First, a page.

A Tale of Two Labor Markets
Switching gears back to aggregate demand, the Eurozone has ended up with the worst of both worlds in terms of growth and inflation. The US has stronger household balance sheets, rising incomes, and rapid real output growth coupled with inflation while the Eurozone has weaker wage and income growth coupled with equally high inflation. The wage data we have is, again, imperfectly comparable but still shows an important distinction—wages in the US are rising rapidly while wage growth has actually slowed down in the Eurozone.
This is likely the flipside of choices made at the beginning of the pandemic. European countries had the state capacity, quick responses, and government powers to institute job retention schemes that prevented employment from dropping quickly. The US lacked the ability to implement anything resembling a job retention scheme until the implementation of the Paycheck Protection Program—after millions of Americans had already been laid off. The result was that the US had to send out Trillions of dollars in direct stimulus and unemployment insurance in order to boost aggregate demand and bring employment back up—while most Eurozone countries didn’t. Now Europe is stuck with lower aggregate demand—and US employment rates are catching up to European levels.
When All You Have is A Hammer…
The Eurozone may have a different inflation problem than the US—but it is pursuing the same solution. The European Central Bank has announced plans for the first rate hike since 2011, even as it has downgraded its 2022 GDP growth forecasts by a full percent. The spreads between Italian/Greek and German bonds are rapidly increasing, indicating worsening financial conditions and a tougher borrowing environment for national governments. The same story is true for corporate borrowers, who are facing tighter financial conditions than in the US.
If European governments want to get serious about combating their unique inflation challenges they’re going to have to come up with a more unique policy approach. Germany should seriously consider following Belgium’s lead and extending the lifespans of its last remaining nuclear reactors—which are scheduled for shutdown this year. There are a plethora of legal, practical, and technical issues with this plan but it still represents a better alternative to increased coal power or further reliance on Russian natural gas. Italian Prime Minister Mario Draghi’s idea for an energy buyer’s cartel could work well against Russia specifically—the same infrastructure that binds German natural gas to Russian imports also binds Russia to the German export market. Given Russia’s disregard for previously signed agreements, willingness to use its energy supplies as leverage, and deteriorating military and economic position there is space for the EU to negotiate—or demand—lower natural gas prices if they work together. More than that, the continent should double down on building energy trade infrastructure with the US—who likely represents the only friendly country with the capacity to shield the continent from an acute energy shortage. That—coupled with necessary renewable investment—is the only long-term way out of reliance on Russian imports.
The weaker aggregate demand picture also gives national governments more flexibility in supporting households through the crisis. Serious considerations should be made towards directing stimulus to low-income households in order to cover their rising utility bills. This could also counteract some of the downward growth impulses caused by the Russia shock and support a strengthening of the labor market.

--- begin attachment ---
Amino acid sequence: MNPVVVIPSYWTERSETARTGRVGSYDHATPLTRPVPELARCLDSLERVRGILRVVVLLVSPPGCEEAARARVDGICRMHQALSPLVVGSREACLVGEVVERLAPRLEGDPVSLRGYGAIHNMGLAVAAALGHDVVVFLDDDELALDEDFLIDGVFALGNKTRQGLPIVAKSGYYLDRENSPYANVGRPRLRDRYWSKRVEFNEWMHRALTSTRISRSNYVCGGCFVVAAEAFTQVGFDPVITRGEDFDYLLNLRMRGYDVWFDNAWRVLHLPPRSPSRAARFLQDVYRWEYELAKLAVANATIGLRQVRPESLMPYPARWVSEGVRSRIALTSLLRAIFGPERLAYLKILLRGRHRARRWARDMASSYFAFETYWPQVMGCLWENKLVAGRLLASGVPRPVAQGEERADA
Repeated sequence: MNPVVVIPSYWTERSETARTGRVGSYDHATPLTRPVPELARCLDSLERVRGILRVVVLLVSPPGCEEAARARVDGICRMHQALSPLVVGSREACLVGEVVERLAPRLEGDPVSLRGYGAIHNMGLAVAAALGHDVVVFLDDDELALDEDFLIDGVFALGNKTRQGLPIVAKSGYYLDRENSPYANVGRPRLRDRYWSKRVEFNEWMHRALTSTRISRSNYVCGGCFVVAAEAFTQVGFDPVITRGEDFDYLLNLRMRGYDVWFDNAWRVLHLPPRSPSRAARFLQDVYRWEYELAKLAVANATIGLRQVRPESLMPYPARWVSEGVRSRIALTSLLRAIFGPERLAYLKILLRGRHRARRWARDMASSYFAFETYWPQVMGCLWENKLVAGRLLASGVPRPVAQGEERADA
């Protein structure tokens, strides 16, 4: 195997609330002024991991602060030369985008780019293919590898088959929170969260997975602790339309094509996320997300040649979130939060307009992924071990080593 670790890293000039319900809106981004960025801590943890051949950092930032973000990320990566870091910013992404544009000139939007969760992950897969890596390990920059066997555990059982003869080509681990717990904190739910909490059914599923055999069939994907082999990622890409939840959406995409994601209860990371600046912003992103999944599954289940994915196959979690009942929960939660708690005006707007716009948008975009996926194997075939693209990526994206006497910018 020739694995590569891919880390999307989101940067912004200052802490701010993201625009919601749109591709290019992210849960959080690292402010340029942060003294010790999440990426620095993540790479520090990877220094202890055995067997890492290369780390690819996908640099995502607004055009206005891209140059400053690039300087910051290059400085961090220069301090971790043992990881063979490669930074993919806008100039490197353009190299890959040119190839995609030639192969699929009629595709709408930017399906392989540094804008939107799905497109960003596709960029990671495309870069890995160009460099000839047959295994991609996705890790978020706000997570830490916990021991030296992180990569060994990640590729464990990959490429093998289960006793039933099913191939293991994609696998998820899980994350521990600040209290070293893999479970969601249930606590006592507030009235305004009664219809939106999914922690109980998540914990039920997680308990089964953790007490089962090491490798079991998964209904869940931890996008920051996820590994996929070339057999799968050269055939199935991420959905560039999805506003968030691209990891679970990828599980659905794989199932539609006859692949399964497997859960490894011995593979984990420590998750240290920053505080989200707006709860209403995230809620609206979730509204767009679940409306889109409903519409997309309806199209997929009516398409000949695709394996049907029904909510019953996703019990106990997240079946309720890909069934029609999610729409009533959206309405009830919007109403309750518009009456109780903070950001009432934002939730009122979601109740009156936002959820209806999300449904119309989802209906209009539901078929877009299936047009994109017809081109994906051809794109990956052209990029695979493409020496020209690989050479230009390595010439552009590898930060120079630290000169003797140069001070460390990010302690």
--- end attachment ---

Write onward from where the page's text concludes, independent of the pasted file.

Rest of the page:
The Eurozone’s economic performance since the late 2000s represents one of the modern world’s largest tragedies. The continent has suffered under more than a decade of extremely weak growth thanks to a long series of macroeconomic failures that left demand, employment, wage growth, and output permanently lower. The current inflation crisis represents another tough challenge for the continent’s economic policymakers—and they cannot afford to make more mistakes.
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Sometimes in media you get the scoop, and sometimes you get scooped. In this case I got scooped; Jason Furman published a nice piece in the WSJ on the same topic (and with practically the same title!) while I was working on this. I would encourage you to read Jason’s piece, but I believe I had some valuable additions that justified publishing this piece to compliment his work.
It’s usually a bad idea to treat futures prices as market expectations of spot prices one year forward (as hedging and risk management play important roles in futures prices but not spot prices), however they can give a general idea of expected future spot prices. In this case, I wouldn’t go beyond saying that European natural gas prices are expected to decrease over the next year but remain high.
Very nteresting. Poor Europe. Your note 2. is very important as few commentators make the distinction. Prices in the Futurs Markets are TODAY assessments of prices for forward delivery or settlement, at which traders buy and sell. The really informative piece of information is the structure of futures markets, which may reflect expected oversupply (contango in physical goods) or scarcity (backwardation or inverses in grains)
Why is inflation in France so much lower than in the rest of the EU? It sounds like they are doing something right.